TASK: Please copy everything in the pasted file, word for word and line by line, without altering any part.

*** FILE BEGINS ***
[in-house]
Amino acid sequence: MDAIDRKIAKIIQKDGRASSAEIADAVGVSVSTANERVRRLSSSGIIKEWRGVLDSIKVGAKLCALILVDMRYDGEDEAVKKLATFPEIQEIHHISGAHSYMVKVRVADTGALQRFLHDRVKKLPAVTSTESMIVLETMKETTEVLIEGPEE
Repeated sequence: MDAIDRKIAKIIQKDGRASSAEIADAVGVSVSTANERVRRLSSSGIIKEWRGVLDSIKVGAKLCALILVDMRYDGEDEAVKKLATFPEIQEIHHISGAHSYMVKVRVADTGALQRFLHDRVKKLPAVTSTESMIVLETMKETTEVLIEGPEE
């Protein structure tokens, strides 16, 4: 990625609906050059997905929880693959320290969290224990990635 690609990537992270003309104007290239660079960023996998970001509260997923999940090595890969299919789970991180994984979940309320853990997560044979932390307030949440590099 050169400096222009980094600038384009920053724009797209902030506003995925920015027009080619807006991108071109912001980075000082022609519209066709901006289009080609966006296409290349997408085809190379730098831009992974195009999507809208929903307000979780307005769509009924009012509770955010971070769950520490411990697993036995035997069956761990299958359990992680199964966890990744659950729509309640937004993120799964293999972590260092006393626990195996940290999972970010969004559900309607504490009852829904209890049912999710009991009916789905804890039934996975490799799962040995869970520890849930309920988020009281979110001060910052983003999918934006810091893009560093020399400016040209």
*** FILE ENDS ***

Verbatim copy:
[in-house]
Amino acid sequence: MDAIDRKIAKIIQKDGRASSAEIADAVGVSVSTANERVRRLSSSGIIKEWRGVLDSIKVGAKLCALILVDMRYDGEDEAVKKLATFPEIQEIHHISGAHSYMVKVRVADTGALQRFLHDRVKKLPAVTSTESMIVLETMKETTEVLIEGPEE
Repeated sequence: MDAIDRKIAKIIQKDGRASSAEIADAVGVSVSTANERVRRLSSSGIIKEWRGVLDSIKVGAKLCALILVDMRYDGEDEAVKKLATFPEIQEIHHISGAHSYMVKVRVADTGALQRFLHDRVKKLPAVTSTESMIVLETMKETTEVLIEGPEE
């Protein structure tokens, strides 16, 4: 990625609906050059997905929880693959320290969290224990990635 690609990537992270003309104007290239660079960023996998970001509260997923999940090595890969299919789970991180994984979940309320853990997560044979932390307030949440590099 050169400096222009980094600038384009920053724009797209902030506003995925920015027009080619807006991108071109912001980075000082022609519209066709901006289009080609966006296409290349997408085809190379730098831009992974195009999507809208929903307000979780307005769509009924009012509770955010971070769950520490411990697993036995035997069956761990299958359990992680199964966890990744659950729509309640937004993120799964293999972590260092006393626990195996940290999972970010969004559900309607504490009852829904209890049912999710009991009916789905804890039934996975490799799962040995869970520890849930309920988020009281979110001060910052983003999918934006810091893009560093020399400016040209």